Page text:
A Clinical Practice Guideline for Postoperative Cognitive Impairment: Anesthetic Interventions
AuthorTaylor, Natalie L.
MetadataShow full item record
Other TitlesPostoperative Cognitive Impairment
AbstractProblem & Purpose: Postoperative delirium and postoperative cognitive dysfunction, collectively referred to as postoperative cognitive impairment (PCI), are two neurocognitive risks that accompany anesthesia. The incidence of developing PCI can be as high as 50% and is heightened after the age of 65. Currently, the anesthesia department at a mid-sized community hospital in Baltimore City does not have a structured process for the perioperative management of these patients. A Clinical Practice Guideline (CPG) was written recommending a strategy to preoperatively assess and identify high-risk surgical patients, and includes evidence-based anesthetic interventions recommended for this population. The purpose of this scholarly project was to identify the anesthetic interventions included within this CPG: a guide which outlines the perioperative anesthetic management of patients >65 in order to decrease the incidence of PCI. Methods: CPG content was derived from a literature search identifying evidence published within the past 10 years and included five systematic reviews, two randomized control trials, and the current recommendations of the American Geriatrics Society and American College of Surgeons. The CPG was designed, analyzed by key stakeholders, and revised according to criteria found within the AGREE II tool. The CPG was presented to anesthesia staff and analyzed for applicability and acceptance using the Practitioner Feedback Questionnaire (PFQ). Results: AGREE II results by key stakeholders provided >88% positive feedback showing CPG quality in scope, content, and development. PFQ results demonstrated an overall average positive feedback and agreement of 70% (SD=19.1) among anesthesia providers (n=13). Feedback regarding the overall Quality of the CPG was both positive (88%) and neutral (12%). Applicability of Recommendations received the least encouraging feedback: 35% positive, 38% neutral, and 27% negative. Conclusion: Analysis demonstrates that the CPG’s content was regarded by anesthesia staff as high quality and that the majority of providers believe the CPG to be an improvement compared to what is currently practiced. While the majority of the polled anesthesia providers felt favorably towards the interventions, there remains reluctance towards its applicability into practice. Even so, 70% of anesthesia staff answered positively when asked if the CPG should become a guideline. Further staff education is recommended to enhance user buy-in.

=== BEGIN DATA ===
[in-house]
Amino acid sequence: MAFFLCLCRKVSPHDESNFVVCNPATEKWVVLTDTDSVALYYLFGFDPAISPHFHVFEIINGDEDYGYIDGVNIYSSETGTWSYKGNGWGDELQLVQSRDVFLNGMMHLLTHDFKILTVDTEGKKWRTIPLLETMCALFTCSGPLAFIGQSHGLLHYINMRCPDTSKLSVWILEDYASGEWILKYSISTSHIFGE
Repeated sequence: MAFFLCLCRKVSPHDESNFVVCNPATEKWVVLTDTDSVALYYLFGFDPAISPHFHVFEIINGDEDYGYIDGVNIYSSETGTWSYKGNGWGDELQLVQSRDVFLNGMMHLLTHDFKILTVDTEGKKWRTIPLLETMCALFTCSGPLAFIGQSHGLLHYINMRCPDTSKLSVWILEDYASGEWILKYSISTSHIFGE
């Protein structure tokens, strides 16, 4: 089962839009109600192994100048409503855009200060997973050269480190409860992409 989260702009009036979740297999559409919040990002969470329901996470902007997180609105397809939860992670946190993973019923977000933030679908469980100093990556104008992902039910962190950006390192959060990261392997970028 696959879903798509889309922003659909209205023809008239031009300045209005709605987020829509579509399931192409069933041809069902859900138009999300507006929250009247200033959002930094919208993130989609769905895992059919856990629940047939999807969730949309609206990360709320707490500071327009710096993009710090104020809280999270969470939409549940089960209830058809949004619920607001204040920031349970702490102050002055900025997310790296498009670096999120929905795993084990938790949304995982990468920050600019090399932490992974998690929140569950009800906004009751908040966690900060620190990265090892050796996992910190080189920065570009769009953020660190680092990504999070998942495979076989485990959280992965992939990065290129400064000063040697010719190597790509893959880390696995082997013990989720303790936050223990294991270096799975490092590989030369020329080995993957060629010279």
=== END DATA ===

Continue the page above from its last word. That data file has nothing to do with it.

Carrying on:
Keywordpostoperative cognitive impairment
Anesthesia, General--adverse effects
Postoperative Cognitive Complications--prevention & control